It’s only preseason? Yeah, it’s only preseason—the Monday Morning Realist


Every Monday morning, Section 215’s Akiem Bailum gives an in-depth and unfiltered look at all of the latest sports news in The Monday Morning Realist. You can follow Akiem on Twitter @AkiemBailum.

Aug 9, 2013; Charlotte, NC, USA; NFL shield logo on the 50 yard line before the game of the Carolina Panthers and the Chicago Bears at Bank of America Stadium. Mandatory Credit: Sam Sharpe-USA TODAY Sports

Realists, I understand many of us are avid football fans and can’t wait to see our favorite teams back in uniforms, helmets, and pads on an NFL gridiron. Of course, I am an NFL fan too.

The date that I have circled on my calendar for the start of the 2014 NFL season is further in September, not in August.

But for some, that date is indeed in August.

I am checking my Twitter feed constantly because I am one who likes to keep up with the latest news, sports, radio stuff, and general debauchery altogether. But, it appears that whenever I check my Twitter or whenever I turn on ESPN or another sports channel, half of the talk is about the NFL preseason.

Huh, come again?

Even the Hall of Fame Game between the New York Giants and Buffalo Bills got a lot of attention on Twitter just for the fact that “football” had returned after a long absence that lasted…only six months.

So much for “Fear of Missing out on Football”. If one thinks six months is a long wait without men hitting other men on the field, can you imagine how fans of the Olympics, who only follow those certain sports every four years feels?

On the same day as the Giants vs. Bills preseason tilt in Canton on NBC, ESPN’s Sunday Night Baseball was airing (what else?) a Yankees/Red Sox game. Someone tweeted if more people were watching preseason football than a baseball game where one of the teams involved (New York) was in the midst of a Wild Card chase.

That truly is one of life’s unsolved mysteries.

I continue to follow Twitter because, Realists, I have lived such a busy lifestyle nowadays that my television viewing has been reduced almost to nothing. I follow more of these games through Twitter hashtags and internet/satellite radio than I do via the idiot box nowadays.

Even Johnny Manziel’s first game as a Cleveland Browns quarterback was hyped up like he was about to start in the Super Bowl. The game aired on NFL Network and thanks to all of the ESPN/NFL Network-induced hype of the guy when he hasn’t even taken the field yet in a real game, was a ratings bonanza for the Network.

Basically, they said, “Well, our Tim Tebow experiment failed, so let’s try it again with someone else who also happens to be a pretty big party animal, too.”

The point that must be made is why can’t we treat these preseason games like they are, well, preseason games? MLB Spring Training does not get this much attention, unless you glue yourself in front of a television set that is stuck on MLB Network for the entire month of March. NHL’s does in Canada and then some. The NBA’s preseason is starting to borderline on the NFL’s in terms of unsubstantiated preseason hype.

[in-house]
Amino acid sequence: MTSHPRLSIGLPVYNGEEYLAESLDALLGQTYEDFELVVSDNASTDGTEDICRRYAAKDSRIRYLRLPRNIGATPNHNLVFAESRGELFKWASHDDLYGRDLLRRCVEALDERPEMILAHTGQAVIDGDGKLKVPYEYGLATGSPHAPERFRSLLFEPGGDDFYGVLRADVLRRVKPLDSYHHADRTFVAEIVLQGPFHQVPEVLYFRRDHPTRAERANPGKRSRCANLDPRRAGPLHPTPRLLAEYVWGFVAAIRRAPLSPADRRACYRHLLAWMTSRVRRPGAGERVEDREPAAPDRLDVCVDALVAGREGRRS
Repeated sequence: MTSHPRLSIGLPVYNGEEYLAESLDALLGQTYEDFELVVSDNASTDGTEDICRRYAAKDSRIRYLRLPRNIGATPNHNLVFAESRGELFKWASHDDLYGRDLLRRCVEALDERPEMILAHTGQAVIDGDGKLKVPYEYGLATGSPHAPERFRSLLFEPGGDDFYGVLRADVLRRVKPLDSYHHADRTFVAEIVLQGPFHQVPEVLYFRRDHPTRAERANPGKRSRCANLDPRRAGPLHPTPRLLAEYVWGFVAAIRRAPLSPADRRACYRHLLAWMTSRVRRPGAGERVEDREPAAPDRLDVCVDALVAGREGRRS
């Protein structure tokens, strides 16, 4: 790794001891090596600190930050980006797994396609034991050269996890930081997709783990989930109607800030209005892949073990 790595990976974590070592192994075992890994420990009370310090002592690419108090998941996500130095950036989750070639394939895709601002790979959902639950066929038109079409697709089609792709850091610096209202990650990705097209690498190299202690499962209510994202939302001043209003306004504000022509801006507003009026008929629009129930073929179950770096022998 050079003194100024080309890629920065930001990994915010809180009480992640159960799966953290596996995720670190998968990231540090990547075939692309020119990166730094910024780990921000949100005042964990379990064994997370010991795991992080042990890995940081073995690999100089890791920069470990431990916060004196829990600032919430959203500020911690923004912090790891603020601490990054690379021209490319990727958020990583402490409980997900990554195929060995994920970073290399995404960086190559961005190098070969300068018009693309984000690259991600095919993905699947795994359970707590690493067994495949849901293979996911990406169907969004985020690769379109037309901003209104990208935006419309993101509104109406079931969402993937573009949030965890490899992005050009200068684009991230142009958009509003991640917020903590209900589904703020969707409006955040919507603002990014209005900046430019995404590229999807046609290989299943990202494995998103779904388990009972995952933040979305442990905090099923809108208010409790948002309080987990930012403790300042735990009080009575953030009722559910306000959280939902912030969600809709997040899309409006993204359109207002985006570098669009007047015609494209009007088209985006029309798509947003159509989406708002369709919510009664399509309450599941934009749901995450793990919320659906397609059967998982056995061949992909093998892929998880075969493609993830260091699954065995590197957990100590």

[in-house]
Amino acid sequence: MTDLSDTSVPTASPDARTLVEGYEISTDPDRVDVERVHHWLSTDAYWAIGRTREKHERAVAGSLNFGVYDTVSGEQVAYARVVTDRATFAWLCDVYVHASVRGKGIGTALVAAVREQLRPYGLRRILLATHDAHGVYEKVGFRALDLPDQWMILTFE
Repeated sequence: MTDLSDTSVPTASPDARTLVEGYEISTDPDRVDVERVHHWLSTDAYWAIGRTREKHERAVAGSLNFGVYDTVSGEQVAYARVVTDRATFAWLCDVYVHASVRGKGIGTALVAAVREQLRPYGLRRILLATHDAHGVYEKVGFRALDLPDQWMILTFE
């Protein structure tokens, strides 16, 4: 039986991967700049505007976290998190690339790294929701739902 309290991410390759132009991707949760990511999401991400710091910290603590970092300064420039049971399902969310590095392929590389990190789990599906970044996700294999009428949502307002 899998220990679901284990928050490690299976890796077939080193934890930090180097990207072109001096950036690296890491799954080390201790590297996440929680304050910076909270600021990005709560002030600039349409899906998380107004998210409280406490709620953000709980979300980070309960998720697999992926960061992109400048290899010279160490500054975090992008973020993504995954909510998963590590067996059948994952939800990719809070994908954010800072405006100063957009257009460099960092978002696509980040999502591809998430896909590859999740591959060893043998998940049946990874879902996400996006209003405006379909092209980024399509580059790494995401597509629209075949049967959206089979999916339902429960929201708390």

It’s also why baseball can never garner substantial coverage to warrant the game as it gets closer and closer to the playoffs and World Series. Doug Gottlieb once made mention of this on his show on CBS Sports Radio and suggested that MLB should end its season in August so the World Series can get more attention.

This was a farce because he failed to look at how much of a media machine (his profession) the NFL has. MLB could end its season in August, the Yankees could be playing the Cubs in the World Series, and one touchdown pass via Johnny Football will receive a larger spot on SportsCenter’s A-block than if the Cubs were one game away from winning their first World Series in over a century.

There’s no doubt that the press, that makes money off of the NFL, is part of the thing that fuels our addiction to the gridiron. And it is indeed that. Not only is there too much football coverage on television in August, but there are too many preseason games to begin with.

As much as the NFL wants to fantasize about its 18-game regular season fetish, they say that an 18-game regular season will be what cuts the preseason from four games to two games.

This of course ruins their player safety argument since most of the preseason snooze-fests only feature second and third stringers that are trying to make teams. And many of them have a chance to get substantial playing time given how many injury bugs there are around the NFL since it is such a violent sport.

The owners want to basically substitute two preseason games for two regular season games that count (in addition to a possible expansion of the playoffs that only means more money for these owners) instead of just doing the sensible thing and getting rid of two preseason games with no strings attached.

This has probably happened to all of us, Realists. We watch commercials on television because the purveyors of those ads (the companies and the channels they air on) want us to buy something. We consider it, but when there is an overload of ads, it actually makes us want to buy that product less.

Preseason football is pigskin overload. Less is more, Commissioner Goodell—less preseason and less football as a whole. Wake me when September begins.